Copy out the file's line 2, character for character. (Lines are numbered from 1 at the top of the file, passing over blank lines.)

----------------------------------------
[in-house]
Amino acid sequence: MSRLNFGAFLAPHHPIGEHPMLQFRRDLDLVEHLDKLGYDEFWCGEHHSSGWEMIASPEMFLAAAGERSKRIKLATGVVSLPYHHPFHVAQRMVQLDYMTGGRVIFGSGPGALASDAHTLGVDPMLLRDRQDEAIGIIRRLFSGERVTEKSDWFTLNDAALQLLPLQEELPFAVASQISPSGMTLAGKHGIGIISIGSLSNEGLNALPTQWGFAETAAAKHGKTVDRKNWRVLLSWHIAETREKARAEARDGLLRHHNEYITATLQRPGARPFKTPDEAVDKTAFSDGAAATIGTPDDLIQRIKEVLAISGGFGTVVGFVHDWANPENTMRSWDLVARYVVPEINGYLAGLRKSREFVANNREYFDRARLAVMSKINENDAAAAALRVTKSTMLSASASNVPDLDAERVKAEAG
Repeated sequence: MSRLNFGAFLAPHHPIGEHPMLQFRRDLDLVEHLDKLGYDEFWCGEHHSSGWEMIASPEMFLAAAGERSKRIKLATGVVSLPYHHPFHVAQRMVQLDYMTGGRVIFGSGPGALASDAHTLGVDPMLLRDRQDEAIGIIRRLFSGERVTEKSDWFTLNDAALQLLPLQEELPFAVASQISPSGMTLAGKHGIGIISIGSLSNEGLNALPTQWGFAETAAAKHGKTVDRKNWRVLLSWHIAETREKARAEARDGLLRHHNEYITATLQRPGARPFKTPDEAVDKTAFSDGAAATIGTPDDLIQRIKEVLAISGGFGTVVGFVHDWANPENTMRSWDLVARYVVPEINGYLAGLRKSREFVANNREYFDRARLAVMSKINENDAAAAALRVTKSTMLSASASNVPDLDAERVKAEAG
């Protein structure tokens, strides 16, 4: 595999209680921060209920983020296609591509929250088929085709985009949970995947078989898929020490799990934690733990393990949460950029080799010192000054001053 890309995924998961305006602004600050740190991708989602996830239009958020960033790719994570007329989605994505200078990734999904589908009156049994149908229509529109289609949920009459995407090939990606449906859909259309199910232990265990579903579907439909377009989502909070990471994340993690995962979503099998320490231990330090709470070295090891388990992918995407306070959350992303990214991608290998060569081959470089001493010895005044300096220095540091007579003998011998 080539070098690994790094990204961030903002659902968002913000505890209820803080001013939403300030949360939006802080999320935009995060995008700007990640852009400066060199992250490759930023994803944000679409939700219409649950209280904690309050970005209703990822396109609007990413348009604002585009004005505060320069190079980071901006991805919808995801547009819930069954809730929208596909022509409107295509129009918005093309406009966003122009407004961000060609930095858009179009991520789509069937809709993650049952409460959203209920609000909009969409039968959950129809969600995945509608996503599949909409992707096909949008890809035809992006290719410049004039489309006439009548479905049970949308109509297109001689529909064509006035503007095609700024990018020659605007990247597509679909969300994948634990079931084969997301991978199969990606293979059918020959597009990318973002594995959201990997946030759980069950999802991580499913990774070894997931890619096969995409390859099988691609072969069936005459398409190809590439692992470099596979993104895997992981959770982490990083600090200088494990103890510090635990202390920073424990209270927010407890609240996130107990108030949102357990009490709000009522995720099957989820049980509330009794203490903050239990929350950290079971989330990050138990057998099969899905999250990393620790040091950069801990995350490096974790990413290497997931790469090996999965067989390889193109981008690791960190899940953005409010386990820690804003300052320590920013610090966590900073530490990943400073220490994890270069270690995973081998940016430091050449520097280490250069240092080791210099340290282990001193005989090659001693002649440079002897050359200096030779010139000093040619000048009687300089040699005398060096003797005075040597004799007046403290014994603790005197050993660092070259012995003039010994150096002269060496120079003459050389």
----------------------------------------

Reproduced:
Amino acid sequence: MSRLNFGAFLAPHHPIGEHPMLQFRRDLDLVEHLDKLGYDEFWCGEHHSSGWEMIASPEMFLAAAGERSKRIKLATGVVSLPYHHPFHVAQRMVQLDYMTGGRVIFGSGPGALASDAHTLGVDPMLLRDRQDEAIGIIRRLFSGERVTEKSDWFTLNDAALQLLPLQEELPFAVASQISPSGMTLAGKHGIGIISIGSLSNEGLNALPTQWGFAETAAAKHGKTVDRKNWRVLLSWHIAETREKARAEARDGLLRHHNEYITATLQRPGARPFKTPDEAVDKTAFSDGAAATIGTPDDLIQRIKEVLAISGGFGTVVGFVHDWANPENTMRSWDLVARYVVPEINGYLAGLRKSREFVANNREYFDRARLAVMSKINENDAAAAALRVTKSTMLSASASNVPDLDAERVKAEAG